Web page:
Technique. The cervix is dilated. The cryoprobe is inserted into the uterine cavity. The probe is cooled to less than-80 degrees Celsius by liquid differential gas exchange, utilizing the cooling unit (Her Option, CryoGen).
An elliptical ice ball approximately 3.5 by 5 cm will then form around the probe.
The edge of the ice ball is followed into the uterine muscle at 1 cornu using abdominal ultrasound guidance.
The edge of the ice ball reaches 0 degrees Celsius ( nondestructive to surrounding tissue ) but the endometrium is permanently destroyed approximately 1.5 cm from the edge of the ice ball, where a temperature of-20 degrees Celsius is reached.)
Before the outer edge of the ice ball approaches the serosa (outer layer)of the uterus, the procedure is stopped.
The probe is heated to body temperature and removed from the cornu. The process is repeated in the contralateral cornu.
In a large uterus ( cavity greater than 10 cm ), a further freeze cycle is performed in the lower uterine segment.
Each freeze cycle takes about 5 to 6 minutes.
In general, 2 to 3 ice balls are sufficient, and the entire procedure takes 10 to 20 minutes.
Repeat treatment can improve outcomes, especially when the patient receives leuprolide acetate prior to the procedure.
The primary advantage of cryoab-lation is that it is not a totally blind procedure. The visual feedback provided by the ultrasound facilitates complete ablation of the entire uterine cavity, regardless of size.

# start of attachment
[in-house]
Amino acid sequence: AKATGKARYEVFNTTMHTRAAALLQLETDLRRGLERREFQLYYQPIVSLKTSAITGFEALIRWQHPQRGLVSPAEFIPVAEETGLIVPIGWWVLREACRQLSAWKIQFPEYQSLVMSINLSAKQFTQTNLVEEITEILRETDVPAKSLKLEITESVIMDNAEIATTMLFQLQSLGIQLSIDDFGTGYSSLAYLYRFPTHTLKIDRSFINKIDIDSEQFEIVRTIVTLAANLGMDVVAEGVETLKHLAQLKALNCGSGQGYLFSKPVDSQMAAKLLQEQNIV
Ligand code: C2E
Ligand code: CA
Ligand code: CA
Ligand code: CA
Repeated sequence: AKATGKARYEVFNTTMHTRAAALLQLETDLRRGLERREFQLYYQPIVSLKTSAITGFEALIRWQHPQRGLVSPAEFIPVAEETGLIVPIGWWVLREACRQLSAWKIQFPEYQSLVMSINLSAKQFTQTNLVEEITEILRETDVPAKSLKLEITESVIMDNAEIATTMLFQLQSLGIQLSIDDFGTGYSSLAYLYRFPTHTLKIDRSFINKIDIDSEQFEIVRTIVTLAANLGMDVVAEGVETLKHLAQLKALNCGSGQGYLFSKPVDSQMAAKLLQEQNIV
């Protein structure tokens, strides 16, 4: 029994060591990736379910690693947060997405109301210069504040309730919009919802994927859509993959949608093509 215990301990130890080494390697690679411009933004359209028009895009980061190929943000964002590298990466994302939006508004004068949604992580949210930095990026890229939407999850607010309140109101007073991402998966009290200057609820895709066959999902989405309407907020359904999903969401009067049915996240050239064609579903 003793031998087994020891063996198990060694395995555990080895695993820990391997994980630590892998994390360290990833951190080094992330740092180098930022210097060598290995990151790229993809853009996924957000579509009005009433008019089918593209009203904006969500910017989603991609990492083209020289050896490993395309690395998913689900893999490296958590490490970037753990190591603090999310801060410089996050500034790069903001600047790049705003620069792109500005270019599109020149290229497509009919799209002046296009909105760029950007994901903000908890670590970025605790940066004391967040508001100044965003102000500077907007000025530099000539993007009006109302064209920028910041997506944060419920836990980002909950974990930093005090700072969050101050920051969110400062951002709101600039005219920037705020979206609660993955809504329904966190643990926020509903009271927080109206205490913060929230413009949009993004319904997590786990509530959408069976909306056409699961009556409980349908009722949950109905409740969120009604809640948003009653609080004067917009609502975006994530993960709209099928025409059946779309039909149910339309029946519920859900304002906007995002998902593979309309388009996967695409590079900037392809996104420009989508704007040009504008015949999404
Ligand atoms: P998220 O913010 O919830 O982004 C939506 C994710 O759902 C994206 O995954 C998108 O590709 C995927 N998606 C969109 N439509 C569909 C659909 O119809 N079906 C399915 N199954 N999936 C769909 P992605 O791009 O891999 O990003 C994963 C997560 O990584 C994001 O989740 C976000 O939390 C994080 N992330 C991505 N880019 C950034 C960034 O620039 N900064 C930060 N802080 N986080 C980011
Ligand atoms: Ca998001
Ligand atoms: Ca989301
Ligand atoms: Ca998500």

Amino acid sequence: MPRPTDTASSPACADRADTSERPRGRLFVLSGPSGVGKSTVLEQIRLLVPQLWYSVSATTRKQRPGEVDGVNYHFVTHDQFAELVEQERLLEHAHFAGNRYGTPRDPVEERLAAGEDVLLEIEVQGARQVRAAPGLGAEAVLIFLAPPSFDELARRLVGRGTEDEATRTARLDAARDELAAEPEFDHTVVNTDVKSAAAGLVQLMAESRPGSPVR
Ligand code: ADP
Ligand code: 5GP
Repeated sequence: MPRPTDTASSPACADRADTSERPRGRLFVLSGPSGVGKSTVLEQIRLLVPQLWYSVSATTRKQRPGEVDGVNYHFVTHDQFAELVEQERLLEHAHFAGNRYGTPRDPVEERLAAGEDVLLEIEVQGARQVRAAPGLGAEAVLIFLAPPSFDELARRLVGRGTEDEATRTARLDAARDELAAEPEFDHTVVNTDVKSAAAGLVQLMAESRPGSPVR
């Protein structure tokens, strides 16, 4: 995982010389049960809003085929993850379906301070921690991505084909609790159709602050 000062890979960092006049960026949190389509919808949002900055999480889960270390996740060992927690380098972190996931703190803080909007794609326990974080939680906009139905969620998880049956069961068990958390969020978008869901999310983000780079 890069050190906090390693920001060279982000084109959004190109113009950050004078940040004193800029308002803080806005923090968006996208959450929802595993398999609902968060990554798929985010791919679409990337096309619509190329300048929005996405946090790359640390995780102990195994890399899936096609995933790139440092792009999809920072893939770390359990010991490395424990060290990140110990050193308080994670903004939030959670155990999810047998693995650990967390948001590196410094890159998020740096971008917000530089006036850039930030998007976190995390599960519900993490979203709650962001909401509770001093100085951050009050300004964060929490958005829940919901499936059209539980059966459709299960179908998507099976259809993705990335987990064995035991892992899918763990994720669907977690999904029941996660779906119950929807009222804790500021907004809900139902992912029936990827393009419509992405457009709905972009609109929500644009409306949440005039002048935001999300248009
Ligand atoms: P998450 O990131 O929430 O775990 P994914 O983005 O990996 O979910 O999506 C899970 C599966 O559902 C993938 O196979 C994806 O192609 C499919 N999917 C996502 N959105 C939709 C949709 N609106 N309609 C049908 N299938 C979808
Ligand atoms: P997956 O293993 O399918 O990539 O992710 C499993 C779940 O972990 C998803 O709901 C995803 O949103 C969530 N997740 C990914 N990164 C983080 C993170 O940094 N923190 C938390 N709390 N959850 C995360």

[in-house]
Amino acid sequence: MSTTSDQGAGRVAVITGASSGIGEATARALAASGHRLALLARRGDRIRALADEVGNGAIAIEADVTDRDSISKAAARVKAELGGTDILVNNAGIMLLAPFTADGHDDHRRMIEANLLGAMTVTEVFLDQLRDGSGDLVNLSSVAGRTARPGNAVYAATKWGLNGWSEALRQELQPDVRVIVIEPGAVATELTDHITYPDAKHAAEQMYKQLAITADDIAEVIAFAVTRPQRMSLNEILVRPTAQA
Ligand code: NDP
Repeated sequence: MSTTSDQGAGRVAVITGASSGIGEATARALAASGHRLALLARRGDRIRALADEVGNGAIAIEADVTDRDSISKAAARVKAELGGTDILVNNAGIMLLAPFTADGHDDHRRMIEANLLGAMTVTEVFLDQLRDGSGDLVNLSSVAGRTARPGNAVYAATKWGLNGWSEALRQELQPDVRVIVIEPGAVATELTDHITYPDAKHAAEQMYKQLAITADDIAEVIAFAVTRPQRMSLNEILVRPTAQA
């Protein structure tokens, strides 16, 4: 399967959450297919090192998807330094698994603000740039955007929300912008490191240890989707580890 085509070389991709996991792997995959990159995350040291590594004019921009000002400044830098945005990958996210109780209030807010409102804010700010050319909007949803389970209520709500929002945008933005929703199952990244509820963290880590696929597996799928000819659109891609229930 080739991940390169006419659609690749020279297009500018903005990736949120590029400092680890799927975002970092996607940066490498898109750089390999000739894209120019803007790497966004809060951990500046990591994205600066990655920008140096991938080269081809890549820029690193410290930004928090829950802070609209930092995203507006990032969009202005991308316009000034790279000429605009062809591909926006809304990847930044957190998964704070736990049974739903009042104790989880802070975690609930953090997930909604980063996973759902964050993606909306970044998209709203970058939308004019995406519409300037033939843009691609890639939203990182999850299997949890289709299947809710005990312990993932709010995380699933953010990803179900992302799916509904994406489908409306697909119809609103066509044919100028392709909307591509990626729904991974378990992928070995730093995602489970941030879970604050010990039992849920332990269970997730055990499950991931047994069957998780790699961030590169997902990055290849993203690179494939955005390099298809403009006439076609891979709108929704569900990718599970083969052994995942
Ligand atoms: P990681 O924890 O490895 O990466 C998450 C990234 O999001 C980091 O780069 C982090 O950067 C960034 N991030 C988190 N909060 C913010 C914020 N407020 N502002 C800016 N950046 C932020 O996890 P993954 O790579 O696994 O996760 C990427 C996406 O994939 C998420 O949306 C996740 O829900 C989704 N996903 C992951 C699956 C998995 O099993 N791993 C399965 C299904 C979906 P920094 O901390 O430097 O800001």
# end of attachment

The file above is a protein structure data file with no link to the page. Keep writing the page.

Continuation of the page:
While the hysteroscope used in standard ablation allows the gynaecologist to see only the destruction of the surface epithelium, ultrasound enables the gynaecologist to visualize the depth of treatment during cryoablation.
A further advantage is freezing tissue causes less pain (cryoanesthesia) than the heat energy associated with other ablation devices.
Disadvantages. While ultrasound visualization has its benefits, not all gynaecologists has the required level of skill required. Poor positioning of the probe could lead to bowel and bladder injuries. In addition placing the cryoprobe back into the treated cornu instead of the contralateral side leads to ablation of the uterine serosa.
Lastly, the technology involved in this procedure increases the cost of the equipment and disposable instruments.
Seventy five per cent of the patients had a greater than 90% reduction in their menstrual blood loss.